Posted by *Michael Pardee* on April 21, 2006, 11:23 pm

*> You didn't seem to get the joke. Of course there is no such thing as a *

*> metric tank, but the rest of the world just can't resist having a laugh at *

*> the fact that you're still using the imperial unit system......*

I have a full set of metric sockets... with 1/4, 3/8 and 1/2 inch drive. A

friend showed me his new 23mm wrench, and it measured exactly 11 inches

long. I can get to anywhere "metric" measurements are standard by flying at

flight levels measured in thousands of feet and at speeds measured in knots.

Dunno about recent semiconductors, but historically IC lead spacing has been

specified in thousandths of an inch. How much of the imperial unit system

are you using? Are construction materials there measured entirely in metric,

and your ceilings 2.44m high?

This is one of my pet peeves: the French created several weird "base 10"

systems in the aftermath of the revolution, including a calendar with ten

months (today is the first day of Floreal CCXIV) and a day with ten hours,

but it seems only the metric system caught on. (Although renaming holidays

after vegetables and such instead of saints has an odd appeal...) It really

is a terrible idea, compounding the Romans' mistake of using a base 10

number system. Base 12 is far more useful, since a dozen can be divided by

2, 3, 4, or 6. 10 can only be divided by 2 and 5. That problem carries over

into mechanical engineering, where measurements are divided by 3 or 4 more

often than they are divided by 5.

It could have been worse, I guess - it could have been base 11. Anyway, the

world would be a better place if the French republic had worked to replace

the base 10 number system with base 12, then to correct the oddities (like

the mile) to match.

Mike

Posted by *Michelle Steiner* on April 22, 2006, 5:27 am

*> Base 12 is far more useful, since a dozen can be divided by 2, 3, 4, *

*> or 6. 10 can only be divided by 2 and 5. That problem carries over *

*> into mechanical engineering, where measurements are divided by 3 or 4 *

*> more often than they are divided by 5.*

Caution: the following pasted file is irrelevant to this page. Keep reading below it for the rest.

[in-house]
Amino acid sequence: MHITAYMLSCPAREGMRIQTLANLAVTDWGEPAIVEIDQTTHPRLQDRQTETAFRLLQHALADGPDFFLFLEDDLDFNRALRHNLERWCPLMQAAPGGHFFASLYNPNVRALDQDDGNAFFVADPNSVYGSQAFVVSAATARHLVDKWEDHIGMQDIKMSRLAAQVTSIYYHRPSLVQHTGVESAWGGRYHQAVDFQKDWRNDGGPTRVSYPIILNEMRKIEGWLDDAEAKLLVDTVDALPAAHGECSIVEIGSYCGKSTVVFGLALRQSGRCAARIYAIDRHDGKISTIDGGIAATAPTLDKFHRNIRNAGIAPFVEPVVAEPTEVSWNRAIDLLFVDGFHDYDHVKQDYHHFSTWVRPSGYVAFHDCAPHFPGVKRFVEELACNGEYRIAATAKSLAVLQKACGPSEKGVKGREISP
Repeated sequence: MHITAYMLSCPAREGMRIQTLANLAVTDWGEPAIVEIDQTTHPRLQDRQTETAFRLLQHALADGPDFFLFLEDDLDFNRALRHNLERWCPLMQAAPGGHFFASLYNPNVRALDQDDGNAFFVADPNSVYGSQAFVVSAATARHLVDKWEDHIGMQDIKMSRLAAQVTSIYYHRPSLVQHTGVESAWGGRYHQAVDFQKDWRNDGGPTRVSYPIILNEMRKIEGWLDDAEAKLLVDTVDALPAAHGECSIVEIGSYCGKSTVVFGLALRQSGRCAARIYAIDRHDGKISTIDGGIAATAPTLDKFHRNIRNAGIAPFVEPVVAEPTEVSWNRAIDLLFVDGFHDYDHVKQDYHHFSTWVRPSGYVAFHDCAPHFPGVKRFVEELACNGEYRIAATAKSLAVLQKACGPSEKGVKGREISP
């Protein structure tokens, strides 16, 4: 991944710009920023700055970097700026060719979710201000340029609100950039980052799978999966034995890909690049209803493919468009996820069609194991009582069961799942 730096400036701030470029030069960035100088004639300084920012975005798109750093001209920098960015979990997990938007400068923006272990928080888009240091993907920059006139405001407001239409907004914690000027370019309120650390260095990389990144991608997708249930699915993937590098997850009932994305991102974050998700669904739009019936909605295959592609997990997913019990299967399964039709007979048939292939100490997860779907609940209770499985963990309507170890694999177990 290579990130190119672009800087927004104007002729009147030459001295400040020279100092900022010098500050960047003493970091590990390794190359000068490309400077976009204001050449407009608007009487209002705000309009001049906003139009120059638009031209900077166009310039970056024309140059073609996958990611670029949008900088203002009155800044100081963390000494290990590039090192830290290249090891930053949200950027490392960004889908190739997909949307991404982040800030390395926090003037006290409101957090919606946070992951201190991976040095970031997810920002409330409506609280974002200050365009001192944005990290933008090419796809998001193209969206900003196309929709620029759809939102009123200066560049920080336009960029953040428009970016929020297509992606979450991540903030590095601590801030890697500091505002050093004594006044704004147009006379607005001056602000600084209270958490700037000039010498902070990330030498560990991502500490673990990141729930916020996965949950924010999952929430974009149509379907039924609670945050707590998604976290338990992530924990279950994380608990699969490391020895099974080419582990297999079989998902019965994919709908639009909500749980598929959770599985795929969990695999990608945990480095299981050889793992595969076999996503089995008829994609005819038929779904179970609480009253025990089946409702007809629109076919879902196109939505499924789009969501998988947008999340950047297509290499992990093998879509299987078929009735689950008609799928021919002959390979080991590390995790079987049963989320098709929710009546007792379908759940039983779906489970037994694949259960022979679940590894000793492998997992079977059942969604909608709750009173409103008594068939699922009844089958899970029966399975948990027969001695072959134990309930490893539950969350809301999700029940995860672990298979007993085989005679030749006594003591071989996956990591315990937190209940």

Why is it that odometers are marked in tenths of a mile (at least the

trip odometers are; total-distance ones seem to have dropped the

fractions), but highway signs are in quarters and halves of a mile?

--

Stop Mad Cowboy Disease: Impeach the son of a Bush.

Posted by *Bill* on April 22, 2006, 5:34 am

*>> Base 12 is far more useful, since a dozen can be divided by 2, 3, 4,*

*>> or 6. 10 can only be divided by 2 and 5. That problem carries over*

*>> into mechanical engineering, where measurements are divided by 3 or 4*

*>> more often than they are divided by 5.*

*> Why is it that odometers are marked in tenths of a mile (at least the*

*> trip odometers are; total-distance ones seem to have dropped the*

*> fractions), but highway signs are in quarters and halves of a mile?*

Because we have yet to find intelligent life in the universe. Thank

goodness I have an English/metric crescent wrench.

Posted by *Mike Rosenberg* on April 18, 2006, 10:31 pm

*> How far do you go on a tank of gas on the open road? I am thinking of a*

*> road trip where I am driving at 75-80 mph all day. In my present car,*

*> an 02 Saturn V6, I go about 350 miles and fill up when the gauge is at*

*> the one-quarter full mark.*

I occasionally drive between Jacksonville, FL, and the DC suburbs in

Maryland, and these are the only times when I generally drive in the

75-80 mph range (not counting when I'm stationary on the Capitol

Beltway). On these trips, I average only 41-43 MPG, as compared to my

usual 46-48. I usually fill up when the digital gauge gets down to one

tick, taking on 9-10 gallons. So... that's 360-425 miles per tank.

--

Mike Rosenberg

*<http://www.macconsult.com> Macintosh consulting services for NE Florida*
*<http://www.cafepress.com/macconsult,macconsult4> Mac-themed T-shirts*
*<http://bogart-tribute.net> Tribute to Humphrey Bogart*
Posted by *Bob Wilson* on April 18, 2006, 11:59 pm

*> I am seriously considering buying a Prius and I have a few questions*

*> for you experienced owners. I'll post just one right now:*

*> *

*> How far do you go on a tank of gas on the open road? I am thinking of a*

*> road trip where I am driving at 75-80 mph all day. In my present car,*

*> an 02 Saturn V6, I go about 350 miles and fill up when the gauge is at*

*> the one-quarter full mark.*

My answer for an 03 Prius, NHW11 model:

http://hiwaay.net/~bzwilson/prius/

On a recent 14 hour trip to Kansas City and the return, I made it a

point to pull off and take a break every 2-3 hours. Because of the fuel

efficiency, I stopped shopping for gas beyond driving past the first

cluster of gas stations at the exits.

The current 06 Prius gets better performance:

http://www.greenhybrid.com/compare/mileage/

Come join us when you pickup the car and we'll share the FAQ.

Bob Wilson

> You didn't seem to get the joke. Of course there is no such thing as a> metric tank, but the rest of the world just can't resist having a laugh at> the fact that you're still using the imperial unit system......